Today may be Valentine's Day but for one widow the search for love led to a scammer who took her life savings of nearly $600,000.

The Commission for Financial Capability said 12 per cent of all frauds and scams in New Zealand were related to romance.

Bronwyn Groot, fraud education manager at the commission, said a widow in her 80s had joined a dating website but was not getting too many hits and so updated her profile, putting in a lot more information about herself and what she was looking for.

"Lots of information that the scammers could use against her," Groot said. "That's the first thing that the scammers are doing is profiling you."


Scammers get people they are targeting off dating websites quickly and into some form of instant messenger service because they know administrators of websites may shut them down.

They use people's own interests against them to lure victims.

"There's definitely a hook that they use that the victim buys into."

The scammer that targeted the widow supposedly lived in New Zealand and gave an address that turned out to be false.

He supposedly had to go to a job overseas, and could not access his own money because he had been the victim of identity fraud.

"All of the money that she sent it was always just a loan."

The scam went on for about four months.

"They groom the victims on what to say to their banks when they're withdrawing the funds," Groot said.

The widow sent money to the scammer by wire transfer and eventually went to see a mortgage broker to borrow money who advised her to go to the commission.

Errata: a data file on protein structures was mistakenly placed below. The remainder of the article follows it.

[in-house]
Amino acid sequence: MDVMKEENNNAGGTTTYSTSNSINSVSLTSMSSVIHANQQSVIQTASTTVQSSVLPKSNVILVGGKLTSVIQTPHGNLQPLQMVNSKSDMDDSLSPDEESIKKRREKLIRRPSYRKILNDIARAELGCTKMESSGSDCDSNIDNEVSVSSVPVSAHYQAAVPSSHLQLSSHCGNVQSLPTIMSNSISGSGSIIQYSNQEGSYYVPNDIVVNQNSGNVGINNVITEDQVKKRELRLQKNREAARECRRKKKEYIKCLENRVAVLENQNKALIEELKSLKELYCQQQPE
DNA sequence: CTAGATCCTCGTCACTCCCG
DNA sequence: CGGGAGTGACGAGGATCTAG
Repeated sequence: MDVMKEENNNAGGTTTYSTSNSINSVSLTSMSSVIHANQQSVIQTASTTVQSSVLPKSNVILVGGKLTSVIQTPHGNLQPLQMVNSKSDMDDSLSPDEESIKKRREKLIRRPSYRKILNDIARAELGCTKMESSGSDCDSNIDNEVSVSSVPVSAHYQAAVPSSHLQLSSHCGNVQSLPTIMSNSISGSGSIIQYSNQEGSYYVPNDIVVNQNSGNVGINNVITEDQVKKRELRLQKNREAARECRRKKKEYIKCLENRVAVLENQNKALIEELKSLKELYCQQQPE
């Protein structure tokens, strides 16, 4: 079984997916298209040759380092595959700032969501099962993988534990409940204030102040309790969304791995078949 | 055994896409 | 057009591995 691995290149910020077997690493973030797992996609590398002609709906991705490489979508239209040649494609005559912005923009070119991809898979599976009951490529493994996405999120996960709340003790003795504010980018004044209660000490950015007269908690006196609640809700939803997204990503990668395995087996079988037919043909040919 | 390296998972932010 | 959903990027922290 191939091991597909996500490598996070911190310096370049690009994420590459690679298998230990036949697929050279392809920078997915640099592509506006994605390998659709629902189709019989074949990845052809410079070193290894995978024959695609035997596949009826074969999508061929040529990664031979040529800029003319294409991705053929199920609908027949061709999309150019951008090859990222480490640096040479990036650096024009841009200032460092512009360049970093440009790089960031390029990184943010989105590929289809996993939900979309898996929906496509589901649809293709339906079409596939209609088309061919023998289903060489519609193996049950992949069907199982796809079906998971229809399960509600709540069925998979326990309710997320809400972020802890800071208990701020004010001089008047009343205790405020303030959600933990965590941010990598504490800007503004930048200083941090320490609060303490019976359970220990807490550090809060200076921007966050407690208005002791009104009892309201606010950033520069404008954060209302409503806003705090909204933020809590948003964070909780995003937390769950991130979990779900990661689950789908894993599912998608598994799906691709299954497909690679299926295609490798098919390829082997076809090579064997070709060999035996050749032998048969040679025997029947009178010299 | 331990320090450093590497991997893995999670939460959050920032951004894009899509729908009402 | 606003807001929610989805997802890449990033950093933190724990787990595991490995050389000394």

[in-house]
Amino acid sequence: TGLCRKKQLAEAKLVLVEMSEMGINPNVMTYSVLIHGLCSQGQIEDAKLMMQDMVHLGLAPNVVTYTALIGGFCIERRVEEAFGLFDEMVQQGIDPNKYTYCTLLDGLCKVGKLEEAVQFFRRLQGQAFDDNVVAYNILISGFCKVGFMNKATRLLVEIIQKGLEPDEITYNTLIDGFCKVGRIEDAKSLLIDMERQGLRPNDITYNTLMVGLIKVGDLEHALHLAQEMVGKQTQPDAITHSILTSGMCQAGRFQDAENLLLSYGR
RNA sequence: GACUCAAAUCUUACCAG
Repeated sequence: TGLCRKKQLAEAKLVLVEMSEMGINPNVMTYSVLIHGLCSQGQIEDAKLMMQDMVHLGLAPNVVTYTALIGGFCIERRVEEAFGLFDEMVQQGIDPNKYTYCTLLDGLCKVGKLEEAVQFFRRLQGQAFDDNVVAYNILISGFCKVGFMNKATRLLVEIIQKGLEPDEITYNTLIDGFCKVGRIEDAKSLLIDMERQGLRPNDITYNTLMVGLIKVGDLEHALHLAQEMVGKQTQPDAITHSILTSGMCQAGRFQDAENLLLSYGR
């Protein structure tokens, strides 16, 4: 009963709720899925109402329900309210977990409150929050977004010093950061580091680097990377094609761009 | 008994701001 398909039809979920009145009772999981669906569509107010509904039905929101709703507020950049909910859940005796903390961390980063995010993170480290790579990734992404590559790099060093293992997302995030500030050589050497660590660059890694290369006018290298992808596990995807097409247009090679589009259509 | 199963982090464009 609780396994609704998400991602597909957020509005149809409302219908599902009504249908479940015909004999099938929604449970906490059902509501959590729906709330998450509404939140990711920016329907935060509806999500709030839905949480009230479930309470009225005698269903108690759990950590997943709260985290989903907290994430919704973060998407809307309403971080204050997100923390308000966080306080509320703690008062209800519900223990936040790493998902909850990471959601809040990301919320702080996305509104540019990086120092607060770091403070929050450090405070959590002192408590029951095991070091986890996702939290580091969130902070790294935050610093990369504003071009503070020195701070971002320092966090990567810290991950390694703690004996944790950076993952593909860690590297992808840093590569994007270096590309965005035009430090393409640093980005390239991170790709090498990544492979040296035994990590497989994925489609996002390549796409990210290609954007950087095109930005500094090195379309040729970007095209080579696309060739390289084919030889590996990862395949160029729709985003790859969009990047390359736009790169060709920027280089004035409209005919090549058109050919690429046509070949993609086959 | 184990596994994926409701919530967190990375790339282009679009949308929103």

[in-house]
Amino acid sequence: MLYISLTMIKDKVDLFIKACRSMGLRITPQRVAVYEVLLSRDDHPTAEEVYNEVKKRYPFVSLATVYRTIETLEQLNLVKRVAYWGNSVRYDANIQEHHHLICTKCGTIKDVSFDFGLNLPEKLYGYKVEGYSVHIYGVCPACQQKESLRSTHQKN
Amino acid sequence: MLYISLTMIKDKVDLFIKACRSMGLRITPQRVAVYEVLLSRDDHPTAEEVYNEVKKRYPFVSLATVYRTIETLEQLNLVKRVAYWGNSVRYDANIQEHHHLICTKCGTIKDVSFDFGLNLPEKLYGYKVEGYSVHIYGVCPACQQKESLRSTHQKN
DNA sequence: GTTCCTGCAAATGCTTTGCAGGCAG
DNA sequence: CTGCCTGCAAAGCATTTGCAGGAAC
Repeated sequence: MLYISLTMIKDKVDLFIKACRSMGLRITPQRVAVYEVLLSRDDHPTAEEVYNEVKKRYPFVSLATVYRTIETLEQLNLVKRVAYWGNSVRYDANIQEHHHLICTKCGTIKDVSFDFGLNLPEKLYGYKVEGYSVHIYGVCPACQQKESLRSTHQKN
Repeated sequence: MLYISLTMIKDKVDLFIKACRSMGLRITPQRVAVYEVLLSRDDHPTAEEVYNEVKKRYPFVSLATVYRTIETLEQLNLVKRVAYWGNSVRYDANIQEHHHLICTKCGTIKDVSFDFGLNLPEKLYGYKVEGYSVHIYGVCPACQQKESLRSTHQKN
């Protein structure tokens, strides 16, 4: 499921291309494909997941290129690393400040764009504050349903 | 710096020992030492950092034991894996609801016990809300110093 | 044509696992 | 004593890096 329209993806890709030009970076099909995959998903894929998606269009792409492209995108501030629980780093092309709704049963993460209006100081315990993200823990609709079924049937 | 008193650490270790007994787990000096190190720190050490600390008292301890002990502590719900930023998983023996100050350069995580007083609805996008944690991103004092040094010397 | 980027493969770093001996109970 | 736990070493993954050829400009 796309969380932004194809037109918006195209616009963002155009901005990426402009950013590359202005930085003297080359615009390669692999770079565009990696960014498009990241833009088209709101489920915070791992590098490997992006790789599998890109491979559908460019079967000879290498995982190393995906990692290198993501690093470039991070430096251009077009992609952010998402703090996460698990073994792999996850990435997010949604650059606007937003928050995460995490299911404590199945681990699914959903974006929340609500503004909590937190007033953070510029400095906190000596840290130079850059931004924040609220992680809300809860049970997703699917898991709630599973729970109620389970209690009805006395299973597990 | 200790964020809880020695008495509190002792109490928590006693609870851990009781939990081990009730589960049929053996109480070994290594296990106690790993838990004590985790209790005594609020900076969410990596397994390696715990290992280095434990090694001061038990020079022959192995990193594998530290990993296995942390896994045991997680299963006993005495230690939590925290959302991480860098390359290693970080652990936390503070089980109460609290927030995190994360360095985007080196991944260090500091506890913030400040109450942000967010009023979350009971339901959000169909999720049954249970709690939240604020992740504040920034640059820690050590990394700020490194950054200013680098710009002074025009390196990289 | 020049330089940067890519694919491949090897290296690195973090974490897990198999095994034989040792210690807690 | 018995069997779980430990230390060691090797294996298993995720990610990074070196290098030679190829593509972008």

The commission searched the images the scammer had used and found that they were stolen from other people and had been Photoshopped.

"She was upset at first," Groot said. "She's really tough, she an incredible lady."

I think we're all vulnerable, we're all lonely and all it takes is for something to happen in our lives that makes us more vulnerable today than we were yesterday.


Groot advised people to do their homework and search images to see if they've been stolen, and if they think they have been scammed to talk to the police and contact their bank. Although the chances of getting money back was slim.

"If someone has very quickly got you off the dating website onto instant messenger and they ask for money, just stop and think," Groot said.

"They will use a sense of urgency for it, that they've been beaten up or that they're stuck somewhere overseas with some story. You just need to stop and think, take some time to process what they're asking for."

Another victim was a nurse in her 30s who lost about $80,000 and had been sending money to a scammer that had also targetted another lady.

"I think we're all vulnerable, we're all lonely and all it takes is for something to happen in our lives that makes us more vulnerable today than we were yesterday," Groot said.

"They [websites] ask for a lot of information when you sign up ... and that concerns me, that how's that information being stored and how secure is it."

People who have been a victim of a scam should not beat themselves up, "they are not the only ones, and lay the blame squarely where it belongs, which is with the scammers, not with themselves".